Public Relations & the Media
This is a question that reporters often ask themselves and one that you should ask yourself as well. Reporters want to know why they should care about what you are telling them and, in essence, why their audience should care. Although seemingly harsh, asking yourself, “So what?” can help you find what makes your story newsworthy.
The more news values your story hits, the more likely you are to get media attention. News values are often intertwined. Proximity and impact often work together as do controversy and emotion. By examining the obvious news values your story has, you can tie in other ones that will make your story as appealing as possible.
For example, you have an upcoming training on SIDS risk reduction geared toward child care providers. The obvious news values here are proximity (it is local) and timeliness (it is soon/has not yet happened). This may or may not get you attention depending on how much of a slow news day it is.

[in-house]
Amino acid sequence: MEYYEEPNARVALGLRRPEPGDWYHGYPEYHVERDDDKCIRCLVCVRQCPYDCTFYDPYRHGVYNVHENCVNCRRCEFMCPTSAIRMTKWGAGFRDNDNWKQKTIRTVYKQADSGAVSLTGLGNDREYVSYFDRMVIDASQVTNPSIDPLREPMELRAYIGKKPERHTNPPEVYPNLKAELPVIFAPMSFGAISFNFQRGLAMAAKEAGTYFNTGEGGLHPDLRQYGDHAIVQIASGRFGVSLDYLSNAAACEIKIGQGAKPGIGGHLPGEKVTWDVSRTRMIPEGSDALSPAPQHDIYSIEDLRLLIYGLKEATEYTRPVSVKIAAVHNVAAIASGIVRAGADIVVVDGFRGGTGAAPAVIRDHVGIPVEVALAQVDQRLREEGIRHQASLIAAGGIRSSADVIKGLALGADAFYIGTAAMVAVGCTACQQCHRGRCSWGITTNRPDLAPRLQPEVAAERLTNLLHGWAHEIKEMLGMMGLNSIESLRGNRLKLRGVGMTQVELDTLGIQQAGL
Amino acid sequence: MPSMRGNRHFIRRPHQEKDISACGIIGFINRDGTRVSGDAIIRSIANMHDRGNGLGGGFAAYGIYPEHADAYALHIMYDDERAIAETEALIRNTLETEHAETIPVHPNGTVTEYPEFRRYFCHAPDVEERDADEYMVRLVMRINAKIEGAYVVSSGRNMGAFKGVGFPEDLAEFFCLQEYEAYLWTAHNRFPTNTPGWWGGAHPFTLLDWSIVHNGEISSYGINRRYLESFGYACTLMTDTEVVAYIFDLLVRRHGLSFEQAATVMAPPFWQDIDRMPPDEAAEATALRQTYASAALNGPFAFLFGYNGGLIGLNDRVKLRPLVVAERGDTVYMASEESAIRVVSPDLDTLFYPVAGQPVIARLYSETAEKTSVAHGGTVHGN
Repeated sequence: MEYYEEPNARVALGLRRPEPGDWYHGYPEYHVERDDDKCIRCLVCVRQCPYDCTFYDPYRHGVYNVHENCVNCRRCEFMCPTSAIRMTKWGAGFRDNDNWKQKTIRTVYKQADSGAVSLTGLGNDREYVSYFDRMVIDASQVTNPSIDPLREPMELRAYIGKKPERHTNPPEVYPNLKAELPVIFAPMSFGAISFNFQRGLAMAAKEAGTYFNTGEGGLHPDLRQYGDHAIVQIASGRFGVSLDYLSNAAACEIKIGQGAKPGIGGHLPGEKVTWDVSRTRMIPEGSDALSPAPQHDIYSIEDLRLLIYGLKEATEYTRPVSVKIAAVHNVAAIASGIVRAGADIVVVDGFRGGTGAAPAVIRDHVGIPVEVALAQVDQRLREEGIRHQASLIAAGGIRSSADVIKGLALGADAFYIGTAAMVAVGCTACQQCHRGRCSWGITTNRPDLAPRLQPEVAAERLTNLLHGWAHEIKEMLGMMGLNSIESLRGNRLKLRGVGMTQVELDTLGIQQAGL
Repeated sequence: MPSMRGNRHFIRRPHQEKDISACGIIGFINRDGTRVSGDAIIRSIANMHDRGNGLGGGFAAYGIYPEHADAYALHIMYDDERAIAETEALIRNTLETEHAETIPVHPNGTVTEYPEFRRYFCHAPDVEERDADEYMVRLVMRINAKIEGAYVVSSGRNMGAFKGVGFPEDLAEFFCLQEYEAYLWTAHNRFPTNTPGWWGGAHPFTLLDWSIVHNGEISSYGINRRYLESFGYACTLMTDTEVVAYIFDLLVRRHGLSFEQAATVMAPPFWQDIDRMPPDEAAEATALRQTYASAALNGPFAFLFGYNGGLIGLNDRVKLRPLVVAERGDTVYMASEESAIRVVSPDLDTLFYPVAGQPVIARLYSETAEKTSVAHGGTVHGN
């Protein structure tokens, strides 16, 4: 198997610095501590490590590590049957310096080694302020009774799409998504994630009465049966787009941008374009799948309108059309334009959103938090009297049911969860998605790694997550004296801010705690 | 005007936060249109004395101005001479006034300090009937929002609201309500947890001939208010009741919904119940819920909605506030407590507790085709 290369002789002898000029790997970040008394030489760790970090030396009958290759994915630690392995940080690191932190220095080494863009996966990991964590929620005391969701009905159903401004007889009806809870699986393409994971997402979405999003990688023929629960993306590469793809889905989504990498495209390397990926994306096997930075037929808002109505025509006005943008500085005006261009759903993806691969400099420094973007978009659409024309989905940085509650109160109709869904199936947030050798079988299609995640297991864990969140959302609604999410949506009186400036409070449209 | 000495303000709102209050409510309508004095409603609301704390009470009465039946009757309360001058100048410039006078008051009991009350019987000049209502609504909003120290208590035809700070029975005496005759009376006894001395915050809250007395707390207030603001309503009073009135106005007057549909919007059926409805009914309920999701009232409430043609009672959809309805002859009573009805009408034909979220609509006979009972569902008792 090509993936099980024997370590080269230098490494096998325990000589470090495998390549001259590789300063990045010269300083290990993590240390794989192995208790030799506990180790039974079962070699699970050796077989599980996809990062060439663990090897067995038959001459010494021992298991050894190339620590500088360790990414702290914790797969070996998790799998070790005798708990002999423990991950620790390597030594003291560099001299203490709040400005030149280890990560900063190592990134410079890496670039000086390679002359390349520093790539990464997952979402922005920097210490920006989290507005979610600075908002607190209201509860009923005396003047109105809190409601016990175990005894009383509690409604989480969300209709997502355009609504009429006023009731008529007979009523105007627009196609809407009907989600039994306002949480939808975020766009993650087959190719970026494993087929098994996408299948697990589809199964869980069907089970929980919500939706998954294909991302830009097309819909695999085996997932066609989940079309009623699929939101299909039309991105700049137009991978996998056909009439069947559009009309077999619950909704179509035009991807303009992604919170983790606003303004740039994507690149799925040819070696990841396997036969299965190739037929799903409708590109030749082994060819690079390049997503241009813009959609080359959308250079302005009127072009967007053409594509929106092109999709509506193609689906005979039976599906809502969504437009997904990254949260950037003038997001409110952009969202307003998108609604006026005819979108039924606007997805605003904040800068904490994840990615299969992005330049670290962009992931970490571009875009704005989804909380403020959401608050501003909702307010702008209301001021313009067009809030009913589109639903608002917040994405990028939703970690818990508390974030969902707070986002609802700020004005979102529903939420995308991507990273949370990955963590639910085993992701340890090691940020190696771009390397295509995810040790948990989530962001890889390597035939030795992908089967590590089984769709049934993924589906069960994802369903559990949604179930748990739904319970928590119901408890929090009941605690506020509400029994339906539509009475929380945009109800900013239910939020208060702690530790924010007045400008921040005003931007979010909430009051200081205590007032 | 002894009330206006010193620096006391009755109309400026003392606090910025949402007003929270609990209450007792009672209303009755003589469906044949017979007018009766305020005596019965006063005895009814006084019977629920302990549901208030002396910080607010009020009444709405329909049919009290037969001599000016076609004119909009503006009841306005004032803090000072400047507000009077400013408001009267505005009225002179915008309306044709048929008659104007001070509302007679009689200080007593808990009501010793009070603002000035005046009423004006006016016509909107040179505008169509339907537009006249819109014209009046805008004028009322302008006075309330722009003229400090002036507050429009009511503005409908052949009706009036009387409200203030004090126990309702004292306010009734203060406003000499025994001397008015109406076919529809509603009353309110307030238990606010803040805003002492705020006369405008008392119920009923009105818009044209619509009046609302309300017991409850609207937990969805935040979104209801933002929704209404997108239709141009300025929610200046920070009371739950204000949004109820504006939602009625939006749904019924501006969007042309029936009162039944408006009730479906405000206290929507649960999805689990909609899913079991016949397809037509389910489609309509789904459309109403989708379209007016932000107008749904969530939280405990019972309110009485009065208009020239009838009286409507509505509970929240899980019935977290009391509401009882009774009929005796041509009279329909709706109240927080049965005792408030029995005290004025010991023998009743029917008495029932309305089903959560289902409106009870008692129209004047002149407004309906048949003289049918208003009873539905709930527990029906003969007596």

With a little work, you can easily make the story have high impact, emotion and proximity. Ask yourself these questions:
Include in your press release local—as well as national—infant mortality and SIDS statistics. Explain how your training will save local babies.
Also, put a human face on your training. If you have a SIDS relative or child care provider, doctor or trainer who dealt with a SIDS death and is willing to share his or her story with the media, use that resource.